When she was a kid, my wife says the practice was to pour out the polenta on a large cutting board and put it in the middle of the table, cover it with ragu. No plates. No servings portioned out. Each individual, spoon in hand, having at it.

In one of my undergraduate psychology classes I learned about what researchers call “the just noticeable difference.” We’re talking levels of perception. At what point does one lose the ability to distinguish one sensory input from another that is a measurable gradation less or more in strength. What is the just noticeable difference between the pleasure you take in one dish you love over another you love? That’s the fix we are in when we eat over here.

As we say these days, indulging in cliche, It’s all good. (This is cliche I can live with.) Seen below, last night’s polenta from Trattoria Rinaldi.

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Polenta, I’m coming.

A Reading at Hannan House

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Happy to be reading at Hannan House, 4750 Woodward Avenue, Detroit, Michigan on September 16, 2018, 2-4 p.m.  Music, open mic first. Then the reading.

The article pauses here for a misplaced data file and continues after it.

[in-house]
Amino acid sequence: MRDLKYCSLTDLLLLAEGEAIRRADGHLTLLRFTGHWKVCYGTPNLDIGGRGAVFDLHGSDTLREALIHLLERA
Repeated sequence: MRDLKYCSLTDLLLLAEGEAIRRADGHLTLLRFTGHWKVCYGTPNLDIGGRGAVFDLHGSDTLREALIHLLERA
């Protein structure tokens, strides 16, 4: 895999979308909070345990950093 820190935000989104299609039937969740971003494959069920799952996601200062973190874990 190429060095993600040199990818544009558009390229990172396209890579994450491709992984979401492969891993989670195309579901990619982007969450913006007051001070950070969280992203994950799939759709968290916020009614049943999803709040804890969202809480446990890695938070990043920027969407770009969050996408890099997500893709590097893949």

They say, “He’s funny, warm, and peevish.” Yup, that’s me.

 

Brown Rice, Chopped Tomato, Arugula

mich toms

When gluttony meets restraint…

There’s always brown rice.

We are on the threshold of tomato time in Michigan. It’s hard to be patient. At the local farmers market they will have both red and gold cherry tomatoes (what the Italians call pendolini) and Early Girls and Big Boys bursting with flavor. You take the Girls and Boys, slice and anoint them with olive oil. Continue reading

A Sweet and Tangy Spaghetti Dish

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How to make a fast sauce that’s always great

A number of years ago I taught a cooking class I called “ten sauces, ten pastas, ten wines.” The animating idea was to become a good match-maker. Some sauces need a particular form of pasta. Meat sauces, for example, instead of spaghetti or linguini or tagliolini, are best paired with wheels or fusilli or a wide noodle like fettuccine or tagliatelle. Tengono il sugo, they say in Italian. The pasta holds the sauce. And wine? I didn’t know much about wine then, and still don’t. The class was an excuse to try ten different wines from all over Italy. Continue reading